In a recent UN Security Council debate, talk of “green helmets” provides a visually compelling image of the way in which UN ‘blue-helmet’ peacekeeping could be adapted to reflect the security challenges of climate change. While others have noted the weakness of the Council’s final conclusion, I’m not sure, however, that the Security Council’s engagement with the subject would add very much to international efforts to address climate change.
In the four years since the last Council debate on the security implications of climate change, not much seems to have changed in the politics of the issue – many developing countries, China and the Non-Aligned Movement included, are resistant to the very inclusion of the issue on the Security Council agenda. While the German presidency of the Council sought to focus the debate around two specific areas – sea-level rise, particularly in the context of small island states, and food insecurity – the fundamental nature of how we think about the connection between climate change and security hasn’t changed.
The commonly-accepted way of thinking about climate change as a security issue is as a ‘threat multiplier’ – a factor that exacerbates the intensity or frequency of existing challenges, whether in famine, migration patterns, resource scarcities and so on. But when conflicts or crises that we can be say to be ‘climate-related’ do arise, there is little that is qualitatively different about these situations than the existing range of situations that the Security Council confronts. Changing weather patterns and a rise in global temperature are themselves only distant and indirect, not proximate ’causes’ of conflict. Instead, their effects are felt through phenomena already commonly experienced. For instance, climate change may induce drought or flooding, the significance of which depends on the resilience of how that society is governed, economically and socially. The length and complexity of this causal chain means that, for the purposes of what the Security Council can do, climate change drops out of the equation.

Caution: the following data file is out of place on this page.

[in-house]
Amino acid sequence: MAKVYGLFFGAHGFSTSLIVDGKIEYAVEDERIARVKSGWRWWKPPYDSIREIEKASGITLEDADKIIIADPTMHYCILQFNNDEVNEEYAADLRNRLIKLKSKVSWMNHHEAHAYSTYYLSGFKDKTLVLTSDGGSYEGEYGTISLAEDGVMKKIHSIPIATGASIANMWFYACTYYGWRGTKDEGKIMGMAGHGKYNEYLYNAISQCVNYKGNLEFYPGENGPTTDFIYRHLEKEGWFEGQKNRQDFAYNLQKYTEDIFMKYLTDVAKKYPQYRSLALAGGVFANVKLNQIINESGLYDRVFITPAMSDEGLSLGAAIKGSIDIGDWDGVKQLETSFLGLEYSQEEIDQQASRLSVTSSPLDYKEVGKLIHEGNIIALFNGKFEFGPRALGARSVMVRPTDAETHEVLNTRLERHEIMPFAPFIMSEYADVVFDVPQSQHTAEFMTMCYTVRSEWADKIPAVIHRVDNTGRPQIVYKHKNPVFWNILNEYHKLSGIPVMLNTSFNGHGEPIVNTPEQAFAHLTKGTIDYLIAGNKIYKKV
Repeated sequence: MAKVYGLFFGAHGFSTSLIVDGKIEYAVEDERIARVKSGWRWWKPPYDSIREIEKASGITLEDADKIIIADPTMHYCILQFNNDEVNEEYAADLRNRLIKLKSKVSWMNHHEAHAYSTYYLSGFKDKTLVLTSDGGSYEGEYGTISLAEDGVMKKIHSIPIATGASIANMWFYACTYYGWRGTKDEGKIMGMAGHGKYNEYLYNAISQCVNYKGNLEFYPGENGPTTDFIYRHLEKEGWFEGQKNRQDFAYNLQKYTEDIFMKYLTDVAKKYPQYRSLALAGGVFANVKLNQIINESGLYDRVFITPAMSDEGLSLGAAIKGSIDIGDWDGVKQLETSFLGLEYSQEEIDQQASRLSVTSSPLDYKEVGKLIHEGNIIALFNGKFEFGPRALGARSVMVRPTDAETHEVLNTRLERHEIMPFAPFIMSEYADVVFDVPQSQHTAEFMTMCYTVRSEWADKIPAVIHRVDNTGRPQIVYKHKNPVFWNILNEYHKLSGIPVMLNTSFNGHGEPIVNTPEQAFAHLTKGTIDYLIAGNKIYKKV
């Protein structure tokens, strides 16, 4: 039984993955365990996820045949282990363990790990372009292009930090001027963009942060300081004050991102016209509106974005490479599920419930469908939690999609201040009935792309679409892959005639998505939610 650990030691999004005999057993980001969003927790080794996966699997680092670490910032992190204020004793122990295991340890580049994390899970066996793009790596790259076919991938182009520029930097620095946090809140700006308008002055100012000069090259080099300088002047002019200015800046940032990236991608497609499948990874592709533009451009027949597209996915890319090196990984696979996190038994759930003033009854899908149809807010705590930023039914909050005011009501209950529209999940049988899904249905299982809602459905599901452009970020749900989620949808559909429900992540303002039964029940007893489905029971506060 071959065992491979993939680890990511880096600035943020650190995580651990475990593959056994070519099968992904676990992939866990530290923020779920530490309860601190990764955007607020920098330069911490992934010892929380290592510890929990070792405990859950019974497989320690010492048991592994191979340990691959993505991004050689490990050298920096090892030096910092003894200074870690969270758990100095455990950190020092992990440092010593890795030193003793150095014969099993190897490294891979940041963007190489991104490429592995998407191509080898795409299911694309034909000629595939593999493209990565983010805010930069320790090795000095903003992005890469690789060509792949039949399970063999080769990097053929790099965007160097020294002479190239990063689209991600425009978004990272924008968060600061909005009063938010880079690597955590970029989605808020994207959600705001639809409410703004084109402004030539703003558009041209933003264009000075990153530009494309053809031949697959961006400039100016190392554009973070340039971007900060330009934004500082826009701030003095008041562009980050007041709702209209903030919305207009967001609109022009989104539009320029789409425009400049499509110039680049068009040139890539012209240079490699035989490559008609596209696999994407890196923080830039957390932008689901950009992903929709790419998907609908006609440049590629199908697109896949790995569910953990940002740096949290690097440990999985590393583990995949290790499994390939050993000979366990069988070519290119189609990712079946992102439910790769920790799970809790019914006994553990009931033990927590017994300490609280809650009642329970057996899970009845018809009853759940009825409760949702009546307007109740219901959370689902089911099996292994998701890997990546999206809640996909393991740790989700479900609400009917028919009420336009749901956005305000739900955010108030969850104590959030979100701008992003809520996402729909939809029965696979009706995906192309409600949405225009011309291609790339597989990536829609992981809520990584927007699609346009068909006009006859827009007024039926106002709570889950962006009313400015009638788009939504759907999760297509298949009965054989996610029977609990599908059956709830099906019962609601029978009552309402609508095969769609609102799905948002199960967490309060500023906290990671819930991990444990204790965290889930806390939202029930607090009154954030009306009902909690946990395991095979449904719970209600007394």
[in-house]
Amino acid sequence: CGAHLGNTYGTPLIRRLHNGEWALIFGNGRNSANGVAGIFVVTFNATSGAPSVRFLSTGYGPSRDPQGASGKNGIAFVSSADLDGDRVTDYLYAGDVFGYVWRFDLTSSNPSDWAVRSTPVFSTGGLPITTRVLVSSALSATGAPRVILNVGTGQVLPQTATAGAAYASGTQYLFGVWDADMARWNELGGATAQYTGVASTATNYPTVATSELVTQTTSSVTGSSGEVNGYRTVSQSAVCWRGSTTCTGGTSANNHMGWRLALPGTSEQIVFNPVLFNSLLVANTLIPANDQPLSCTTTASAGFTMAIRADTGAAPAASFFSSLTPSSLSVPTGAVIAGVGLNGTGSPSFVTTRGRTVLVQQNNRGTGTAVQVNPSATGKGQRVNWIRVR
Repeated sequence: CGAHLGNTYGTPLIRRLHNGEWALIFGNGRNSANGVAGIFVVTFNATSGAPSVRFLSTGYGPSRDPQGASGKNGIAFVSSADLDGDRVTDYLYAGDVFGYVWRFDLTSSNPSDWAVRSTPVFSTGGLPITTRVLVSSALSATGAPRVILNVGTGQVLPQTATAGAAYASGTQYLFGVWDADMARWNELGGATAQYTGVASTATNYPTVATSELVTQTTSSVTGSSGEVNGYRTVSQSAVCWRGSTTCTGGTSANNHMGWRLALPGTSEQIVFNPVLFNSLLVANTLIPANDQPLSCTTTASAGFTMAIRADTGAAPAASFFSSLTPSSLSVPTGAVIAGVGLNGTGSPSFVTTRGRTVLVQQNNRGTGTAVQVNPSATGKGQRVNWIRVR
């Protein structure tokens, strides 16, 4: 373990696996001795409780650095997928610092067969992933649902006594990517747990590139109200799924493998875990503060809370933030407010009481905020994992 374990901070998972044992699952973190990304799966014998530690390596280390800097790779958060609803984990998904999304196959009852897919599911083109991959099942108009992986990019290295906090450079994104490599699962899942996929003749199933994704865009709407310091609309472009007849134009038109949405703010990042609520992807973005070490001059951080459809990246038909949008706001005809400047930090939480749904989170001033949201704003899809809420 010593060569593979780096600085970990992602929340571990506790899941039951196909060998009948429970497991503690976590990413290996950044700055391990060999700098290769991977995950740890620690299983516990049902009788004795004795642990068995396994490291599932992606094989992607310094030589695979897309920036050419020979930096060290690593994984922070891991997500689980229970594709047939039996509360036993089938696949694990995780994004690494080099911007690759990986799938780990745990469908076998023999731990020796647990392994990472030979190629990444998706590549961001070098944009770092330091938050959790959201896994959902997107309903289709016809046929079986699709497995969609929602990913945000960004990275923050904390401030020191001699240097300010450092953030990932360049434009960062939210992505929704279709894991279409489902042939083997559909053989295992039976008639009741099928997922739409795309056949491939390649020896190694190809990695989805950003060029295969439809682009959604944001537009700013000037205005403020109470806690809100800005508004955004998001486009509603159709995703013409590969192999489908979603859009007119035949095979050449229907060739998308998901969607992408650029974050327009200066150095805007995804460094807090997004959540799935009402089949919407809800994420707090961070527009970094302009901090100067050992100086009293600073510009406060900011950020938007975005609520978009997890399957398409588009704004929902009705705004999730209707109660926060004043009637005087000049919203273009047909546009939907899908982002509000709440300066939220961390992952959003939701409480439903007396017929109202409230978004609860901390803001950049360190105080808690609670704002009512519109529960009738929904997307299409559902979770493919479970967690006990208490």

Ahead of the Council’s debate, Germany’s UN Ambassador acknowledged as much:
“As far-fetched as the idea of “green-helmets” might sound, consider the tasks that the United Nations peacekeepers already perform today — e.g. emergency aid, development and recovery, state — and peacebuilding. Repainting blue helmets into green might be a strong signal — but would dealing with the consequences of climate change — say in precarious regions — be really very different from the tasks the blue helmets already perform today?”
When crises do emerge that are related to climate change, they will be dealt with in the normal way. Through peacekeepers as a possible course of action, they’ll only be addressing symptoms – but the Security Council only ever addresses symptoms. The ‘climate’ perspective only comes in when we try and understand the causes of conflict – and dealing with deep-rooted causes is not really something the Security Council does.
Instead, to do that, we have to turn to the ultimate causes of climate change, in the sources of rising greenhouse gas emissions, with the challenge of how to slow, and eventually reverse, global emissions. And that is something that I can’t see the Security Council touching with a barge pole, in involving core questions of how national economies are to be organized and the problems of global economic cooperation.
As the Presidential Statement released at the end of the debate noted, the Security Council has to consider how the impacts of climate change will affect its other mandates and missions. That, however, is somewhat removed from the notion that talk of the ‘security implications of climate change’ provide novel missions and rationales for action. Any change in this area is at best, incremental. So could the Security Council could become an institutional hub for international efforts on the issue? Not a chance.